I hear another man cry, “Oh, sir my want of strength lies mainly in this, that I cannot repent sufficiently!” A curious idea men have of what repentance is! Many fancy that so many tears are to be shed, and so many groans are to be heaved, and so much despair is to be endured. . . .
Remember that the man who truly repents is never satisfied with his own repentance. We can no more repent perfectly than we can live perfectly. However pure our tears, there will always be some dirt in them: there will be something to be repented of even in our best repentance. But listen! To repent is to change your mind about sin, and Christ, and all the great things of God. There is sorrow implied in this; but the main point is the turning of the heart from sin to Christ. If there be this turning, you have the essence of true repentance, even though no alarm and no despair should ever have cast their shadow upon your mind.
If you cannot repent as you would, it will greatly aid you to do so if you will firmly believe that “in due time Christ died for the ungodly.” Think of this again and again. How can you continue to be hard-hearted when you know that out of supreme love “Christ died for the ungodly”? (All of Grace)
Andrew Bonar preached from the whole Bible, the Word of God from Genesis to Revelation. When one of his friends remarked on his originality in finding subjects for preaching, and wondered where he got all his texts, he just lifted up his Bible. He did not ignore any part of it, but explained it all. Bonar provides the proud with an excellent dose of medicine in the following excerpt:
“It is the blood that maketh an atonement for the soul” (Lev. 17: 11).
“There I will meet with thee, and I will commune with thee from above the mercy-seat” (Exod. 25: 22).
Is it true that the greatness of your sins need be no hindrance to your acceptance, if only you are now willing, with all your heart, to turn from sin to God? Yes; it is true. It was for sinners, the mercy-seat was made. It was for sinners the blood was shed. “This is My blood of the new testament, which is shed for many, for the remission of sins” (Matt. 26. 28). “They that be whole need not a physician, but they that are sick . . . I am not come to call the righteous, but sinners to repentance” (Matt. 9. 12, 13).
When, at any time, you have heard Christ in all His fullness pressed upon your acceptance – when you have been invited, without delay, to draw near with a true heart; is it not true that secretly you may have been raising some such difficulty as this: “Oh, but I am such a sinner. I cannot expect to be received just as I am. I must wait till I have mended my life, and then I will come. I must wait till I have prayed longer, and then I will come. I must wait till I have had deeper convictions of sin, and then I may hope that the Lord will receive me if I come”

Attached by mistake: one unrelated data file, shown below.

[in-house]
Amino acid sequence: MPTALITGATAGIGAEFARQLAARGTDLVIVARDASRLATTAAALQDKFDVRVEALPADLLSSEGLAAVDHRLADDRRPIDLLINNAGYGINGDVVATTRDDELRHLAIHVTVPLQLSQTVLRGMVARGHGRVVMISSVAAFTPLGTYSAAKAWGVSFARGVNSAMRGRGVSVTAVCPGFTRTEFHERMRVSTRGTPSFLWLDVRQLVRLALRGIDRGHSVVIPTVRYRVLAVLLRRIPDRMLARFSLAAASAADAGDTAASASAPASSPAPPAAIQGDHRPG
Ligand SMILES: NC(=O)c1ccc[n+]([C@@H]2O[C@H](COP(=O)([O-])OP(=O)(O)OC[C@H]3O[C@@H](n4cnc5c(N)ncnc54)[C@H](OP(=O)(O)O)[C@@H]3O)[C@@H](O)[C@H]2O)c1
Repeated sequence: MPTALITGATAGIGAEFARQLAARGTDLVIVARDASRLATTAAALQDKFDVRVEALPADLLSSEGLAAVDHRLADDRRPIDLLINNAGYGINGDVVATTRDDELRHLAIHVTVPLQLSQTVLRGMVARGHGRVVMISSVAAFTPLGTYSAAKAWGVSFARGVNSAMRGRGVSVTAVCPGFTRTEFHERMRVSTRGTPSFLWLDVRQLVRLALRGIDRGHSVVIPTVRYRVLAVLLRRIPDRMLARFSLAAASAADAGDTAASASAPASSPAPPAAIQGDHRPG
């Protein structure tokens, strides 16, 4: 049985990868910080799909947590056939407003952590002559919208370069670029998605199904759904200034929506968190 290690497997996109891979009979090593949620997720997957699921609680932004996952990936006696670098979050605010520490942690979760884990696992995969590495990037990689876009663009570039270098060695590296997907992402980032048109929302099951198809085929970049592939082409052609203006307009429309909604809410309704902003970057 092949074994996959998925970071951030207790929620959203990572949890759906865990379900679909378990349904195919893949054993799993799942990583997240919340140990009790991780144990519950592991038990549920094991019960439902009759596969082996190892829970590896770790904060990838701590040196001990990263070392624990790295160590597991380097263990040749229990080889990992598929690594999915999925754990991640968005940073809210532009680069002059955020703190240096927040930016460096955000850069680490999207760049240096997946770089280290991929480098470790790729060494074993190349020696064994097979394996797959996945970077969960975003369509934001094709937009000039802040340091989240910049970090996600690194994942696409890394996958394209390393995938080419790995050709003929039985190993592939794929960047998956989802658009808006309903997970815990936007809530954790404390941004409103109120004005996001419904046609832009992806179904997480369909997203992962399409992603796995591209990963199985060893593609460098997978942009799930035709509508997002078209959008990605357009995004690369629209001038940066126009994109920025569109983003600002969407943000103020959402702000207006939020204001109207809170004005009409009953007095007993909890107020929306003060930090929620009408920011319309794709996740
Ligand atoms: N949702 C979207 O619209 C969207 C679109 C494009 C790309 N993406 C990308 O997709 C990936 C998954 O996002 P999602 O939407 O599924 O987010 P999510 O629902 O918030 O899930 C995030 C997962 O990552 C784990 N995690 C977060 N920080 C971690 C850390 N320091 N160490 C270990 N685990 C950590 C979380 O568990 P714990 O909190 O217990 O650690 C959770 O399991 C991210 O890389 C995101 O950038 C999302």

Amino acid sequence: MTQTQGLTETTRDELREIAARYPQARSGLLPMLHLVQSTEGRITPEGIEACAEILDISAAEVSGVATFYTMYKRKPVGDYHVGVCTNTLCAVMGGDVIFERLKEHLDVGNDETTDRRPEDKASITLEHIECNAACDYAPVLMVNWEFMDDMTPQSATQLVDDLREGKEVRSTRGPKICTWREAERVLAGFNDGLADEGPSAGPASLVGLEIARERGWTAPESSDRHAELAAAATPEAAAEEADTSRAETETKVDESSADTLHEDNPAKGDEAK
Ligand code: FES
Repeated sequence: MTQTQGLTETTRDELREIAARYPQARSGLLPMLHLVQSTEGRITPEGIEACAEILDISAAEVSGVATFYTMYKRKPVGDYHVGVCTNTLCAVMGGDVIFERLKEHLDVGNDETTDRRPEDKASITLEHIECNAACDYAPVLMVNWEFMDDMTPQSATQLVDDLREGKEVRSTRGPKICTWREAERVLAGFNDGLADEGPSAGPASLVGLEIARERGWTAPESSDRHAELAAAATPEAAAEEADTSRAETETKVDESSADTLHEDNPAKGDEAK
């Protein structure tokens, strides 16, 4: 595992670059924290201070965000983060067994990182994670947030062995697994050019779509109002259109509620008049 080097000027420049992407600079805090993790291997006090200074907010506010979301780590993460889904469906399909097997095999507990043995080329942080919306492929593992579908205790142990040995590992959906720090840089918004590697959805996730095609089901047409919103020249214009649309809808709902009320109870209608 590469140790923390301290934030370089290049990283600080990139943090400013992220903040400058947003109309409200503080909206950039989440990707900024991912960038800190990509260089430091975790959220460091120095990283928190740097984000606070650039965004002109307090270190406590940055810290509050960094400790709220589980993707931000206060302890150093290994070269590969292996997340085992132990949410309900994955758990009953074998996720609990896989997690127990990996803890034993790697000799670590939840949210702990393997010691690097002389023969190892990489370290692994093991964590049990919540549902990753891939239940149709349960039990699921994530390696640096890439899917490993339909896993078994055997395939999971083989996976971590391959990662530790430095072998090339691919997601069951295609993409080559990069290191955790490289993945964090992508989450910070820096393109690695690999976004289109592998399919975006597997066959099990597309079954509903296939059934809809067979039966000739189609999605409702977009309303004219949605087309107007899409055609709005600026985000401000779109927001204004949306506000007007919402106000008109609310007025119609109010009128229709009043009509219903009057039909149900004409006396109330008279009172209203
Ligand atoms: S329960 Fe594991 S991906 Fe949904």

Is this your view of the way of salvation? If it be, you are surely all in the wrong. Is it not just as if you were to say, “I cannot go to God just now, for I am a poor, vile, guilty sinner, with no good thing about me at all – a poor beggar, who has nothing to give for salvation. But I shall wait till I have something to recommend me, and then I shall go.” Dear reader, would this be a free salvation? You want to pay for salvation; but God offers you salvation without money and without price. . . .
But, moreover, supposing it had been required that you should bring some good thing with you when you came to the mercy-seat, how vain would have been your hopes? He, who for a moment cherishes such a thought, has evidently never been brought to feel the total and utter depravity of his nature that in him, that is, in his flesh, dwelleth no good thing (Rom. 7. 18). When a sinner is once truly awakened by the Spirit of God to see the awful ruin of his condition, he then feels that, so far from its being a comfort to him, the very thing that is the likeliest to drive him to despair would be to tell him that he must wait till he find some good thing in him to recommend him before he could hope for pardon from an angry God. (“The Mercy Seat”)
The following is from a sermon by Charles H. Spurgeon:
All the filth and loathsomeness that ever offended eye and nostril, is sweetness itself compared with sin. The foulest and most detestable thing in the whole universe is sin!
Sin is that which keeps the fire of hell burning as God’s great sanitary necessity. Well may God cause the fiery flames of eternal torment to go up for ever and ever, for it is only by such terrific punishment that the plague of sin can be at all restrained within bounds.
Sin is a horrible evil, a deadly poison; and yet, sinner, though you be as full of sin as an egg is full of meat, and as reeking with sin as the foulest piece of noxious matter can be reeking with foul smell — yet the infinite mercy of God in Christ Jesus can lift you from this utmost degradation, and make you to shine as a star in his kingdom at the last!
To know that my Beloved is mine, and that I am his, and that he loved me and gave himself for me, this is far better than to be heir-apparent to a score of empires! (“From the Dunghill to the Throne” No. 658)
The following is from Jonathan Edwards:
Holy and humble Christian love is a principle of wonderful power to give ineffable quietness and tranquility to the soul. It banishes all disturbances, and sweetly composes and brings rest to the spirit, and makes all divinely calm and sweet and happy. In that soul where divine love reigns and is in lively exercise, nothing can cause a storm, or even gather threatening clouds. (“Charity and its Fruit”)